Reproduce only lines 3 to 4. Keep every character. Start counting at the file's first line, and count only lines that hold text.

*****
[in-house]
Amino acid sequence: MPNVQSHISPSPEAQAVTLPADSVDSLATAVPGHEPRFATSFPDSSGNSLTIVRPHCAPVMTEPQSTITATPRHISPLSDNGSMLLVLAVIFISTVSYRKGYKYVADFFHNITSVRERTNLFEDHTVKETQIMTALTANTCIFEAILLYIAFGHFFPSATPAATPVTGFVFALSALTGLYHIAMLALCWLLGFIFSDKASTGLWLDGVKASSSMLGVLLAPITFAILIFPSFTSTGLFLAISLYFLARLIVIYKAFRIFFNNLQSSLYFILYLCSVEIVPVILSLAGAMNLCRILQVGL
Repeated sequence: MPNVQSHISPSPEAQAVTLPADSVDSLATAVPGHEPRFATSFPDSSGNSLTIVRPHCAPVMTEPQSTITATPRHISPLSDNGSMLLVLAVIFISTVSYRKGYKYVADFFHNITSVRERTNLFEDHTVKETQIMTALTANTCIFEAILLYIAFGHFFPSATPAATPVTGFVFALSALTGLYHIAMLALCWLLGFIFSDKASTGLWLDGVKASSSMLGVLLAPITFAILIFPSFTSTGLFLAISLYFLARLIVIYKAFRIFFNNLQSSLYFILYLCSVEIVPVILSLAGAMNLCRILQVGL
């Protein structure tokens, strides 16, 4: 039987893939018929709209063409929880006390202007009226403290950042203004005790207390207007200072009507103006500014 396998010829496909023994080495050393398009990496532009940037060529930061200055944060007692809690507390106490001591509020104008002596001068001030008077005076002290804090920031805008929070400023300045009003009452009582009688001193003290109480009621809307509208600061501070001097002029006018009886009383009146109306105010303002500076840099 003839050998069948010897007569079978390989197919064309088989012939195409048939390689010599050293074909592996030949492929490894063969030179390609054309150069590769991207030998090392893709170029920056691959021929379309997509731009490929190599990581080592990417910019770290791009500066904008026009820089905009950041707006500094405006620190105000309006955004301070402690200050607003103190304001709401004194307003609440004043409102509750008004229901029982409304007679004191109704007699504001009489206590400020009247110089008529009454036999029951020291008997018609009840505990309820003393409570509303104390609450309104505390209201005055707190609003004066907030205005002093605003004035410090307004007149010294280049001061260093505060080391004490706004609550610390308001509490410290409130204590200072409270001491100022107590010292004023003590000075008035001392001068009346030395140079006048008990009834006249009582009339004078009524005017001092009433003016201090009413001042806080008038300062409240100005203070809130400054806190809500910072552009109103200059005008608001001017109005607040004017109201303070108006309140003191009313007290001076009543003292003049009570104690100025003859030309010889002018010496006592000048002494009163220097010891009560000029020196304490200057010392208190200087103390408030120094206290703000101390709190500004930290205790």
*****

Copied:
Repeated sequence: MPNVQSHISPSPEAQAVTLPADSVDSLATAVPGHEPRFATSFPDSSGNSLTIVRPHCAPVMTEPQSTITATPRHISPLSDNGSMLLVLAVIFISTVSYRKGYKYVADFFHNITSVRERTNLFEDHTVKETQIMTALTANTCIFEAILLYIAFGHFFPSATPAATPVTGFVFALSALTGLYHIAMLALCWLLGFIFSDKASTGLWLDGVKASSSMLGVLLAPITFAILIFPSFTSTGLFLAISLYFLARLIVIYKAFRIFFNNLQSSLYFILYLCSVEIVPVILSLAGAMNLCRILQVGL
């Protein structure tokens, strides 16, 4: 039987893939018929709209063409929880006390202007009226403290950042203004005790207390207007200072009507103006500014 396998010829496909023994080495050393398009990496532009940037060529930061200055944060007692809690507390106490001591509020104008002596001068001030008077005076002290804090920031805008929070400023300045009003009452009582009688001193003290109480009621809307509208600061501070001097002029006018009886009383009146109306105010303002500076840099 003839050998069948010897007569079978390989197919064309088989012939195409048939390689010599050293074909592996030949492929490894063969030179390609054309150069590769991207030998090392893709170029920056691959021929379309997509731009490929190599990581080592990417910019770290791009500066904008026009820089905009950041707006500094405006620190105000309006955004301070402690200050607003103190304001709401004194307003609440004043409102509750008004229901029982409304007679004191109704007699504001009489206590400020009247110089008529009454036999029951020291008997018609009840505990309820003393409570509303104390609450309104505390209201005055707190609003004066907030205005002093605003004035410090307004007149010294280049001061260093505060080391004490706004609550610390308001509490410290409130204590200072409270001491100022107590010292004023003590000075008035001392001068009346030395140079006048008990009834006249009582009339004078009524005017001092009433003016201090009413001042806080008038300062409240100005203070809130400054806190809500910072552009109103200059005008608001001017109005607040004017109201303070108006309140003191009313007290001076009543003292003049009570104690100025003859030309010889002018010496006592000048002494009163220097010891009560000029020196304490200057010392208190200087103390408030120094206290703000101390709190500004930290205790």